Indirect object pronouns have really nothing in common with possessive pronouns. The former stand in for any kind of indirect object, whereas the latter denote to whom something belongs.
Indirect object pronouns:
1st person sing.: je --> me2nd person sing.: tu --> te3rd person sing.: il/elle --> lui
1st person plural: nous --> nous2nd person plural: vous --> vous3rd person plural: ils/elles --> leur
Examples:Je parle à Adam. --> Je lui parle.Je parle à Marie. --> Je lui parle.Je parle à Adam et Marie. --> Je leur parle.
Posessive pronouns (masculine noun/feminine noun/plural noun):
1st person sing.: mon/ma/mes2nd person sing.: ton/ta/tes3rd person sing.: son/sa/ses
1st person plural: nous --> notre/notre/nos2nd person plural: vous --> votre/votre/vos3rd person plural: ils/elles --> leur/leur/leurs
Examples:Ce sont mes livres. (1st person singular and plural noun)C'est mon livre. (1^st person singular and masculine noun)C'est votre livre. (2nd person plural and masculine noun)Ce sont vos livres. (2nd person plural and plural noun)Ce sont leurs livres. (3rd person plural and plural noun)Elle est ma copine. (3rd person singular and feminine noun)
Just to add to what Chris said take a look at the following pages for French possessive adjectives and pronouns.
Mon, ma, mes; ton, ta, tes; son, sa, ses = my; your; his / her in French (possessive adjectives)
Le nôtre/le vôtre/le leur/etc = Ours/yours/theirs (French Possessive Pronouns)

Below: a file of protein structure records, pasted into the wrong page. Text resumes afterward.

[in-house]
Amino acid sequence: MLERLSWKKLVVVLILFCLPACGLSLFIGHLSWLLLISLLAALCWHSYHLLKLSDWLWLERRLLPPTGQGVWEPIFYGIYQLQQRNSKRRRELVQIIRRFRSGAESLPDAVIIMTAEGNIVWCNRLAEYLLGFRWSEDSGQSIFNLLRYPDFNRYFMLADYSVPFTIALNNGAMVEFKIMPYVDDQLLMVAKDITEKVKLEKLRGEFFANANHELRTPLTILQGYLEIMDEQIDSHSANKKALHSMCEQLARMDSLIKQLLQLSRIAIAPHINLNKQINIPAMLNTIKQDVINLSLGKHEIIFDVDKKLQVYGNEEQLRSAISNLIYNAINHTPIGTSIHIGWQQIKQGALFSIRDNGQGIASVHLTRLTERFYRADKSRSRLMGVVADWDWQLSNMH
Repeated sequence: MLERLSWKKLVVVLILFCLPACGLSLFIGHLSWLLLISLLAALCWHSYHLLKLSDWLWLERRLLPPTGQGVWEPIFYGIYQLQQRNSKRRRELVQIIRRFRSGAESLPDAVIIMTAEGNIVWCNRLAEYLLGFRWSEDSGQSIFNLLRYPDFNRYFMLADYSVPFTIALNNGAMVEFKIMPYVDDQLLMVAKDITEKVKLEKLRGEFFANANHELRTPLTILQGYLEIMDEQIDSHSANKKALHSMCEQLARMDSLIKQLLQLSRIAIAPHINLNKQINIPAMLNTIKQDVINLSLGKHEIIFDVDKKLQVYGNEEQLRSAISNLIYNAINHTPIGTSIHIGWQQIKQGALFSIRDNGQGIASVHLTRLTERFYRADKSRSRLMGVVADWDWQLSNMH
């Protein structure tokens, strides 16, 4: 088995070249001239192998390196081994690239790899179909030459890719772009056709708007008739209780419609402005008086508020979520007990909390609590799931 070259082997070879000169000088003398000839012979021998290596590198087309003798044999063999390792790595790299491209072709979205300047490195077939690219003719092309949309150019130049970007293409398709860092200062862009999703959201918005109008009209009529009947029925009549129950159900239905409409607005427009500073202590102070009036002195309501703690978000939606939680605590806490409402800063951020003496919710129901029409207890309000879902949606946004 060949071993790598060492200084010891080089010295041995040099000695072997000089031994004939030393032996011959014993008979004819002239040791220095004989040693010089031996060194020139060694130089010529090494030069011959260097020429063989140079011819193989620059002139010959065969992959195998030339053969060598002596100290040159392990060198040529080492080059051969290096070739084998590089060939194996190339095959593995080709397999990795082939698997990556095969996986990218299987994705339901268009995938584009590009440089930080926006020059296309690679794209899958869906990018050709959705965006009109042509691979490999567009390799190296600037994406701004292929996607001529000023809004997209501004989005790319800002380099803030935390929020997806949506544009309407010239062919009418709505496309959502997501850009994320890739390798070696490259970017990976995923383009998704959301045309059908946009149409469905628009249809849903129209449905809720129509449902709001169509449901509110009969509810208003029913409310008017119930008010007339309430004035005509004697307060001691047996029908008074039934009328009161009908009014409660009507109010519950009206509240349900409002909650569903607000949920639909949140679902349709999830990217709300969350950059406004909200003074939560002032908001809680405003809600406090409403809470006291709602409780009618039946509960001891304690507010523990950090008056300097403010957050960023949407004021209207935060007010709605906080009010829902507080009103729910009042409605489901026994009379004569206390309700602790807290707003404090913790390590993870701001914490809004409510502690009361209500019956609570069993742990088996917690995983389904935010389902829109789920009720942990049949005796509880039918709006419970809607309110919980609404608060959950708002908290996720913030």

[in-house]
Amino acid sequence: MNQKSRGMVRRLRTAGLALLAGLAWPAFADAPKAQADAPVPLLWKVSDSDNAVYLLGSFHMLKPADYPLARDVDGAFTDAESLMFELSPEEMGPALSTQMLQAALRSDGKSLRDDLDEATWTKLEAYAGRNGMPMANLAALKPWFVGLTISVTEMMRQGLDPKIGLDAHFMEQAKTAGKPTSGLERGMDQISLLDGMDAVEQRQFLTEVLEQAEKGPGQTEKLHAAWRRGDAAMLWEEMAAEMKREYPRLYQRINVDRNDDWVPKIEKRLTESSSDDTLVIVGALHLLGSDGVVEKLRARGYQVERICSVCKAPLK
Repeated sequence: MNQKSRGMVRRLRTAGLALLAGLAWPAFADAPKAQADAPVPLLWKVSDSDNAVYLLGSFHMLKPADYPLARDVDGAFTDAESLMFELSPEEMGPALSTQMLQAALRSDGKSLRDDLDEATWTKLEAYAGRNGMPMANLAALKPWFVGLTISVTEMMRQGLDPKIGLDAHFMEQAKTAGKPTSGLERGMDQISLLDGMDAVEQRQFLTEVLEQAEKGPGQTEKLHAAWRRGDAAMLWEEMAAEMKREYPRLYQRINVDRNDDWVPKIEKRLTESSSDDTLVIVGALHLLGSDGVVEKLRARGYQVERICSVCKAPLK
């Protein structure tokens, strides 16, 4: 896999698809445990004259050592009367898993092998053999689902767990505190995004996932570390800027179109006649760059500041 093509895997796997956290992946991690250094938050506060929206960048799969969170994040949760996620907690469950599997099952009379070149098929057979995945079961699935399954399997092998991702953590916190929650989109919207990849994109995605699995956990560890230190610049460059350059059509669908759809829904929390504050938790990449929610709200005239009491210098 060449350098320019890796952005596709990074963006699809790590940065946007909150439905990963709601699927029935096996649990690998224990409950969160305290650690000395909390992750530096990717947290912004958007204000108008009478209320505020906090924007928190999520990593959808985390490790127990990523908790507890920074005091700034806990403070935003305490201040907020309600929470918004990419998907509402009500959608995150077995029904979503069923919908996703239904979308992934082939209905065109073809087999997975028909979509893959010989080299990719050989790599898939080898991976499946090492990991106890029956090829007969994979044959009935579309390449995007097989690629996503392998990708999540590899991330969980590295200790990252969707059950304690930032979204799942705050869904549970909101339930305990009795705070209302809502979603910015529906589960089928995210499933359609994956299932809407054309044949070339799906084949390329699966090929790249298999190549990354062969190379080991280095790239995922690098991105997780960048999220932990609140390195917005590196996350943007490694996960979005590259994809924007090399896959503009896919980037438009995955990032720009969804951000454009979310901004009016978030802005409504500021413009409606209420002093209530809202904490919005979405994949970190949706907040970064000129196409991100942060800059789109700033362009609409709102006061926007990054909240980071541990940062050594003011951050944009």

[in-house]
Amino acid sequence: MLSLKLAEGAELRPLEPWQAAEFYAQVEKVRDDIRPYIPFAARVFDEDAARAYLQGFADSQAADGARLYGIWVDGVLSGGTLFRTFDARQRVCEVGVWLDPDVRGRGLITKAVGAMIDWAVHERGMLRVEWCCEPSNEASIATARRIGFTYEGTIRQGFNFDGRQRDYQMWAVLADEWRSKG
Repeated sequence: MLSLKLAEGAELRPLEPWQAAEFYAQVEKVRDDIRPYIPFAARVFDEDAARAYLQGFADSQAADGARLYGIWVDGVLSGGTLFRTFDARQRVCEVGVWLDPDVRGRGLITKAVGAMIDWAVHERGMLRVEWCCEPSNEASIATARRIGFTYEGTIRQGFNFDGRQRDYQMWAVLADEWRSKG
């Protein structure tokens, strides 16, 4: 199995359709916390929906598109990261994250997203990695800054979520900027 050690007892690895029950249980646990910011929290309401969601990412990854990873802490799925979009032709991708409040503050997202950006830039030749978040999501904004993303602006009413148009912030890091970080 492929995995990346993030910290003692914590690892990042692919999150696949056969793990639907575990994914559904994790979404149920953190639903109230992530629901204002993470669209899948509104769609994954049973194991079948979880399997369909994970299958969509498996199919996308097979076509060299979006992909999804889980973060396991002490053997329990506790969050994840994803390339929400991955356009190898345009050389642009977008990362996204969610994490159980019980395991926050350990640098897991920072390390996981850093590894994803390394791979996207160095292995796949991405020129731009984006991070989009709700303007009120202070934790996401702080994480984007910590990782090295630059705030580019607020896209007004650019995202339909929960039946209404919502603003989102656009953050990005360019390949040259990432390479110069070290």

Hope this helps!
Can we please find ways to answer questions to newer people (or people in general) without either making them feel stupid for asking the question or spewing out a whole list of every possible combination of words?? To say you can't see ANY similarities between the two means that you need to take a step back and actually look at the words, instead of relying on your own years of knowledge of how they are used? So you don't see any similarities between "leur" and.... "leur"????? Or "me" and "mes" for that matter. Come on people, you're better than this.
In the above answer, possessive adjectives and pronouns have been conflated into the one post as if they were the same.
They are not - the references Cécile added are useful for a first port of call.
These pronouns are confusing because the selfsame word can have more than one function and meaning (which you can deduce from the position of the word in the phrase).
e.g. Leur can be either a possessive pronoun for several people of either sex owning one thing (leur chien) or an indirect object pronoun for more than one person of either sex (je leur parle)
Lui is the indirect object pronoun for "to him" or "to her" (je lui parle) but is also used as the stress pronoun for a male (chez lui, the female version is chez elle).
The only way I managed to remember it was to write out and learn four lists: direct object and indirect object personal pronouns, stress (tonic) pronouns and possessive pronouns, and invent short phrases to fix them in the memory.
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